In Palestine, a Dream Deferred
When Palestinian and Jewish socialists, notably Noam Chomsky and the Israeli Matzpen group, advocated a binational state in the 1970s (an issue ignored by Abunimah), its realization was premised on large-scale social and political transformation: Radical movements on both sides, with strong and capable constituencies, would pull toward each other and end their separation. When that option evaporated with the deepening colonial expansion of Israel and the rise of Jewish fundamentalism, many socialists shifted toward advocating a two-state solution, while remaining hostile to political Zionism. With the global retreat of radical politics since the mid-'70s, there is even less reason to believe a binational constituency exists in Israel-Palestine today. "Binationalism without social, political agents on the ground is an idea: an interview here, an article there," says Azmi Bishara, the Palestinian leader of the National Democratic Assembly in the Israeli Knesset, who, as a supporter of a state for "all its citizens," can hardly be accused of hostility to binationalism. "Are there masses--social movements--that are raising binationalism? I say no. There are not.... Among the Palestinian masses, the mood is still national. National-Islamic. Not binational." And if the binational idea remains largely divorced from politics, it has no legs to stand on.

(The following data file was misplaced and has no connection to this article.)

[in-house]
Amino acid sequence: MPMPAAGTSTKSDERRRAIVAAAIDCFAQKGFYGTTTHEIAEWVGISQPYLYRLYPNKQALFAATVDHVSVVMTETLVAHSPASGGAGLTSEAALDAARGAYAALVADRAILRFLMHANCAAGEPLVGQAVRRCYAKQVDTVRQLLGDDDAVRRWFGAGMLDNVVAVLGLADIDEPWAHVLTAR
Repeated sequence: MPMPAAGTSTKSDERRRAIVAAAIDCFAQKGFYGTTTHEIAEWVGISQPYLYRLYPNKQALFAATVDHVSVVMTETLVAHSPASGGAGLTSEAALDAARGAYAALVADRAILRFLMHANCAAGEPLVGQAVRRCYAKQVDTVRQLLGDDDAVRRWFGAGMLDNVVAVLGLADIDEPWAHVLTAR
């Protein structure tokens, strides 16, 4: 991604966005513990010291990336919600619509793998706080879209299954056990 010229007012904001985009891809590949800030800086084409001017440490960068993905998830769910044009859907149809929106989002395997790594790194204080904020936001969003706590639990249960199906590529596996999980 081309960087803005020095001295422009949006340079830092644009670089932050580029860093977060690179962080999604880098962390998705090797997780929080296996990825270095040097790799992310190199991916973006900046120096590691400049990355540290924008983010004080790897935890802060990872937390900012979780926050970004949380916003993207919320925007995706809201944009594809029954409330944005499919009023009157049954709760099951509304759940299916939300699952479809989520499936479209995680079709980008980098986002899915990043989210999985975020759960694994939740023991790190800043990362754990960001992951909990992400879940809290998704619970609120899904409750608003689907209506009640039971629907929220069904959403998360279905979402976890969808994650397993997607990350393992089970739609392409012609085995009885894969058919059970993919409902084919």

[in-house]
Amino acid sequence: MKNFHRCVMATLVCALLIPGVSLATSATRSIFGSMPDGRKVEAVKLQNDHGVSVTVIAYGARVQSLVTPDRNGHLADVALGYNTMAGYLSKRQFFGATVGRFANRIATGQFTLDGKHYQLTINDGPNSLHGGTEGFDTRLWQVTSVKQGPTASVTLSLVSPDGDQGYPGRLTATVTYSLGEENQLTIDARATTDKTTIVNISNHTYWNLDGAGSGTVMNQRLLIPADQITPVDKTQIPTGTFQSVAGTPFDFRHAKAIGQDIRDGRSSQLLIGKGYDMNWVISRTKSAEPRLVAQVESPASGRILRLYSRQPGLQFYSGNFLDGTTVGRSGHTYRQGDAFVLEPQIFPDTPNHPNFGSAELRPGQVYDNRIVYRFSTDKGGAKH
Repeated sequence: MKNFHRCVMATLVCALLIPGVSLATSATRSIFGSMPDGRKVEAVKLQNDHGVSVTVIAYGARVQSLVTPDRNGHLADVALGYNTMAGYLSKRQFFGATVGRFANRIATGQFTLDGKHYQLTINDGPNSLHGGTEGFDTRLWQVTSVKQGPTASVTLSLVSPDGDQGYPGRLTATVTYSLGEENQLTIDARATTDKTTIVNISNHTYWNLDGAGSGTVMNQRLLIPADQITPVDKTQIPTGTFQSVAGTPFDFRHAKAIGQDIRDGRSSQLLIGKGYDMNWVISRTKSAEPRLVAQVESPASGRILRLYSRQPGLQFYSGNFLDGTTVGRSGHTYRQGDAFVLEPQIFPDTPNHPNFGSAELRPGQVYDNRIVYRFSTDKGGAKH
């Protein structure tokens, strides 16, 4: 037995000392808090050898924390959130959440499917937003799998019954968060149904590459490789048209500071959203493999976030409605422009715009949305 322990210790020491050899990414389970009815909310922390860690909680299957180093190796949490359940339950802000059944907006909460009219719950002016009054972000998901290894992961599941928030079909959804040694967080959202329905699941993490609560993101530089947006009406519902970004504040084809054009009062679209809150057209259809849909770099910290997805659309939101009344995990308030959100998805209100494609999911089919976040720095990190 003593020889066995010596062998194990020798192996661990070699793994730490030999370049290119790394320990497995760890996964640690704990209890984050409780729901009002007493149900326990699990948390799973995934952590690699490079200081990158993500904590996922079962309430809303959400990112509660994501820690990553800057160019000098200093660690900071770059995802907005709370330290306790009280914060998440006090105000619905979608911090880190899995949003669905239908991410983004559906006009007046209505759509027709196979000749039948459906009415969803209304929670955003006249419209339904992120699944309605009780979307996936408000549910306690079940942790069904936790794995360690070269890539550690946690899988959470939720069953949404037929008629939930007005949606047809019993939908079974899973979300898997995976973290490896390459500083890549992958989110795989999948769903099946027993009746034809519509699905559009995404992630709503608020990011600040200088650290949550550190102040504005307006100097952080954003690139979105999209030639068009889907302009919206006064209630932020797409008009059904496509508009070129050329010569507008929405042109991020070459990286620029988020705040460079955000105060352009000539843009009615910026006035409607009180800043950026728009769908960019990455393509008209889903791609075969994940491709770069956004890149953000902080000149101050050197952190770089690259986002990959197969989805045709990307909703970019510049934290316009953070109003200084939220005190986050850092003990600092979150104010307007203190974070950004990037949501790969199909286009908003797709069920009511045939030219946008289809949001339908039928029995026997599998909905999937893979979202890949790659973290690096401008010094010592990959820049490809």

Bishara is hardly mentioned by Abunimah, who ignores much of the literature on binationalism. The binational idea has a history in both societies, and it cannot be encompassed in a few passing references to PLO documents and to Martin Buber's writings. Unlike Khalidi, Abunimah overlooks Towards a Democratic State in Palestine (1970), the only one-state proposal ever produced by Fatah, written in English by a group of Palestinian intellectuals at the American University of Beirut. (Written for foreign consumption under the aegis of PLO official Nabil Shaath, the document mainly sought to convince a Western audience that Palestinians accepted the Jewish presence in Palestine.) Abunimah's discussion of the PLO amounts to two paragraphs, one of which is a long quote. He ends with this: "But if a single state was unthinkable in the past, many of the conditions that made it so have changed. Perhaps the most important is that the majority of Israelis and Palestinians now understand that the other community is here to stay."